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FBI Ten Most Wanted Fugitives

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A color photograph of a man with a moustache wearing tinted glasses, a white undershirt, and a yellow overshirt in front of a white wall
On May 19, 1996, Leslie Isben Rogge (pictured here in 1973) became the first person on the FBI Ten Most Wanted Fugitives list to be apprehended due to the Internet.

The FBI Ten Most Wanted Fugitives is a most wanted list maintained by the United States's Federal Bureau of Investigation (FBI). The list arose from a conversation held in late 1949 between J. Edgar Hoover, Director of the FBI, and William Kinsey Hutchinson,[1] International News Service (the predecessor of the United Press International) editor-in-chief, who were discussing ways to promote capture of the FBI's "toughest guys". This discussion turned into a published article, which received so much positive publicity that on March 14, 1950, the FBI officially announced the list to increase law enforcement's ability to capture dangerous fugitives.[2] The first person added to the list was Thomas J. Holden, a robber and member of the Holden–Keating Gang on the day of the list's inception.[3][1]

Individuals are generally only removed from the list if they are captured, die, or if the charges against them are dropped; they are then replaced by a new entry selected by the FBI. In eleven cases, the FBI removed individuals from the list after deciding that they were no longer a "particularly dangerous menace to society". Machetero member Víctor Manuel Gerena, added to the list in 1984, was on the list for 32 years, which was longer than anyone else.[1] Billie Austin Bryant spent the shortest amount of time on the list, being listed for two hours in 1969.[4] The oldest person to be added to the list was Eugene Palmer on May 29, 2019, at 80 years old. On rare occasions, the FBI will add a "Number Eleven" if that individual is extremely dangerous but the Bureau does not feel any of the current ten should be removed.[5] Despite occasional references in the media, the FBI does not rank their list; no suspect is considered "#1 on the FBI's Most Wanted List" or "The Most Wanted".[1]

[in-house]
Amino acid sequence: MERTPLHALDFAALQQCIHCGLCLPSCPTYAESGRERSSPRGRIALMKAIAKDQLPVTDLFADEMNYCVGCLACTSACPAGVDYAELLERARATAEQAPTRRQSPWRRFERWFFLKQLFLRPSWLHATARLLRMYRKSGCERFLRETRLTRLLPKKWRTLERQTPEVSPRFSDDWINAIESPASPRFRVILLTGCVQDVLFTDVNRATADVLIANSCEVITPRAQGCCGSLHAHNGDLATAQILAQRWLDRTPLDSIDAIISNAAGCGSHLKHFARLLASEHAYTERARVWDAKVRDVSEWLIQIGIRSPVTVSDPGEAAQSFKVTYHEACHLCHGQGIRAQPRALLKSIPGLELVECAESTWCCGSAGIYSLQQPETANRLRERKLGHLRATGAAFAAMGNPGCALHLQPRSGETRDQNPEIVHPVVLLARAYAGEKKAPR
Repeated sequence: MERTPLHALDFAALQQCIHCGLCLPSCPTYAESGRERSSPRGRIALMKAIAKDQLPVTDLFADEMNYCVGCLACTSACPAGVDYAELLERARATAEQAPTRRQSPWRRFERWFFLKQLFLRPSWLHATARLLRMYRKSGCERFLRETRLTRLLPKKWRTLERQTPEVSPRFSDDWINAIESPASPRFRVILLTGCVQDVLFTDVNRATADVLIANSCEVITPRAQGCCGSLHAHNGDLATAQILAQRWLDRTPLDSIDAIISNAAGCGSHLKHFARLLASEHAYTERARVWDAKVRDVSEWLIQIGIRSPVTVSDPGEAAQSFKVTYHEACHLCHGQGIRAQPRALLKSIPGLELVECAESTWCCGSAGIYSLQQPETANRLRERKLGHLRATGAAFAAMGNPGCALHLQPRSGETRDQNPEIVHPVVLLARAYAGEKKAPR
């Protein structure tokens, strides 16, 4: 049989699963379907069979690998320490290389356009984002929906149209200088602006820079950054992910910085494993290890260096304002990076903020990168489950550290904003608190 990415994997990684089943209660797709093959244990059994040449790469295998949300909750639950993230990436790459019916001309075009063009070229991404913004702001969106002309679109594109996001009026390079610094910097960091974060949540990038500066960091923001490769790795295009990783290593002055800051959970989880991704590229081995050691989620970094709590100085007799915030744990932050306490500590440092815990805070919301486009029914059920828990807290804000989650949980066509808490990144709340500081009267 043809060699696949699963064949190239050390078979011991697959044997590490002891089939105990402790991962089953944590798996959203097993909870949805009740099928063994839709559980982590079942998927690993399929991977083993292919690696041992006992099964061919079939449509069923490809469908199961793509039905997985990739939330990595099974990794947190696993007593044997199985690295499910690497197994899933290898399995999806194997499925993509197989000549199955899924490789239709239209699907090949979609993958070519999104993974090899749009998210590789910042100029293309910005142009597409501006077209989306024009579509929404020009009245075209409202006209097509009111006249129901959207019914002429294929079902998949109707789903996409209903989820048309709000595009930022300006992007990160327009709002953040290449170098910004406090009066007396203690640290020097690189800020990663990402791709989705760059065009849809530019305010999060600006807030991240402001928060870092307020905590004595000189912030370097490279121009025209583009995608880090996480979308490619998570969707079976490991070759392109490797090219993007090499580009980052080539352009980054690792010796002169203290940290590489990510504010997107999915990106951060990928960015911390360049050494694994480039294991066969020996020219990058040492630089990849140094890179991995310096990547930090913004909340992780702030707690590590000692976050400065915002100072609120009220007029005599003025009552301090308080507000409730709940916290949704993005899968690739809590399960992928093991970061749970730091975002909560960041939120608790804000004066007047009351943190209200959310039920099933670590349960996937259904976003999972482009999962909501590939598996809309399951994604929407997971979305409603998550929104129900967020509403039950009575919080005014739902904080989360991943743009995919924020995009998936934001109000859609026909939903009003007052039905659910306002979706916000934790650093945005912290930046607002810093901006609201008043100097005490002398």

The list is commonly posted in public places such as post offices. In many cases, fugitives on the list have turned themselves in on becoming aware of their listing.[citation needed] On May 18, 1996, after surrendering at the U.S. embassy in Guatemala City, Leslie Isben Rogge became the first person on the FBI Ten Most Wanted Fugitives list to be apprehended due to the Internet.[6] The FBI maintains other lists of individuals, including the FBI Most Wanted Terrorists,[7] along with crime alerts, missing persons, and other fugitive lists.

On June 17, 2013, the list reached a cumulative total of 500 fugitives having been listed.[8] As of December 8, 2021, 526 fugitives had been listed, ten of them women, and 490 of them were captured or located (94%), 162 (31%) of them due to public assistance.[9]

New additions[edit]

The Criminal Investigative Division (CID) at FBI Headquarters calls upon all 56 Field Offices to submit candidates for the FBI's "Ten Most Wanted Fugitives" list.[10] The nominees received are reviewed by special agents in the CID and the Office of Public Affairs.[10] The selection of the "proposed" candidate(s) is forwarded to the Assistant Director of the CID for his/her approval and then to the FBI's Director for final approval.[10] This process takes some time, which is why James Joseph "Whitey" Bulger Jr., who was arrested in Santa Monica, California on June 22, 2011,[11] remained on the list until May 9, 2012,[12] despite no longer being at large. Osama bin Laden similarly remained on the list for almost a year after his death at the hands of U.S. forces on May 2, 2011.[13]